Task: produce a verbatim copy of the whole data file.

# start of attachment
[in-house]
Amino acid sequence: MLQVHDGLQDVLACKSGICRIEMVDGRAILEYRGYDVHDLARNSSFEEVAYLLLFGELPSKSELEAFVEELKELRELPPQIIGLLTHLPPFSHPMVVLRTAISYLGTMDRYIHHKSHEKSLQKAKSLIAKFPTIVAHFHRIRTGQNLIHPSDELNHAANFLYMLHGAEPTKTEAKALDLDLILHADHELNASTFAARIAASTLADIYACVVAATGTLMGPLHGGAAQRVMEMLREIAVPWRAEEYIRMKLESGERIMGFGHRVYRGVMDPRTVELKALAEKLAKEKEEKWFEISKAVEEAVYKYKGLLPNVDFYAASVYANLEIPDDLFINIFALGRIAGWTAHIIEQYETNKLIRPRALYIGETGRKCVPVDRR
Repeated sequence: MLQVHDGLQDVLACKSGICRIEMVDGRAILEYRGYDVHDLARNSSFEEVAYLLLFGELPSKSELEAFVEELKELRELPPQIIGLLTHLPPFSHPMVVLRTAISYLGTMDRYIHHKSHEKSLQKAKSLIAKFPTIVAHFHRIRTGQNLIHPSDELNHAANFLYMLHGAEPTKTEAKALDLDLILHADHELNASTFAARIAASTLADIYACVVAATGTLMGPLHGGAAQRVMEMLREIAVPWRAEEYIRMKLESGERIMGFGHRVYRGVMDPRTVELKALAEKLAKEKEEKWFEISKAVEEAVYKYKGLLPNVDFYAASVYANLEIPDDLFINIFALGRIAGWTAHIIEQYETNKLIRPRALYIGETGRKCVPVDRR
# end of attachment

[in-house]
Amino acid sequence: MLQVHDGLQDVLACKSGICRIEMVDGRAILEYRGYDVHDLARNSSFEEVAYLLLFGELPSKSELEAFVEELKELRELPPQIIGLLTHLPPFSHPMVVLRTAISYLGTMDRYIHHKSHEKSLQKAKSLIAKFPTIVAHFHRIRTGQNLIHPSDELNHAANFLYMLHGAEPTKTEAKALDLDLILHADHELNASTFAARIAASTLADIYACVVAATGTLMGPLHGGAAQRVMEMLREIAVPWRAEEYIRMKLESGERIMGFGHRVYRGVMDPRTVELKALAEKLAKEKEEKWFEISKAVEEAVYKYKGLLPNVDFYAASVYANLEIPDDLFINIFALGRIAGWTAHIIEQYETNKLIRPRALYIGETGRKCVPVDRR
Repeated sequence: MLQVHDGLQDVLACKSGICRIEMVDGRAILEYRGYDVHDLARNSSFEEVAYLLLFGELPSKSELEAFVEELKELRELPPQIIGLLTHLPPFSHPMVVLRTAISYLGTMDRYIHHKSHEKSLQKAKSLIAKFPTIVAHFHRIRTGQNLIHPSDELNHAANFLYMLHGAEPTKTEAKALDLDLILHADHELNASTFAARIAASTLADIYACVVAATGTLMGPLHGGAAQRVMEMLREIAVPWRAEEYIRMKLESGERIMGFGHRVYRGVMDPRTVELKALAEKLAKEKEEKWFEISKAVEEAVYKYKGLLPNVDFYAASVYANLEIPDDLFINIFALGRIAGWTAHIIEQYETNKLIRPRALYIGETGRKCVPVDRR